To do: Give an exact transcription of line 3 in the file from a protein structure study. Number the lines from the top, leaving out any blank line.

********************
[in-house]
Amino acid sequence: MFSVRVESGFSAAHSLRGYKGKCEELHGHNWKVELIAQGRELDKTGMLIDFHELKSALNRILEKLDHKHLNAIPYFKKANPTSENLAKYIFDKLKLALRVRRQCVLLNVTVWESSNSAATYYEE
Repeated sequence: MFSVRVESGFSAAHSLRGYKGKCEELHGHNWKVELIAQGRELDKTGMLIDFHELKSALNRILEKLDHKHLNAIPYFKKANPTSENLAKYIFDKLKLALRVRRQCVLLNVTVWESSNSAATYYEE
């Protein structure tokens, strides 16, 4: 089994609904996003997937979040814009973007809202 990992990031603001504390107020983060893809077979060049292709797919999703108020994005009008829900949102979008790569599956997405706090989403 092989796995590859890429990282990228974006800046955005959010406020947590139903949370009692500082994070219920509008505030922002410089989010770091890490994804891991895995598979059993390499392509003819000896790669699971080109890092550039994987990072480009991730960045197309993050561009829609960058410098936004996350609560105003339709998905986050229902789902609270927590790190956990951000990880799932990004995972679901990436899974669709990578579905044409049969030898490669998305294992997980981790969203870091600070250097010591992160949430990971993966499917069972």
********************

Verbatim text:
Repeated sequence: MFSVRVESGFSAAHSLRGYKGKCEELHGHNWKVELIAQGRELDKTGMLIDFHELKSALNRILEKLDHKHLNAIPYFKKANPTSENLAKYIFDKLKLALRVRRQCVLLNVTVWESSNSAATYYEE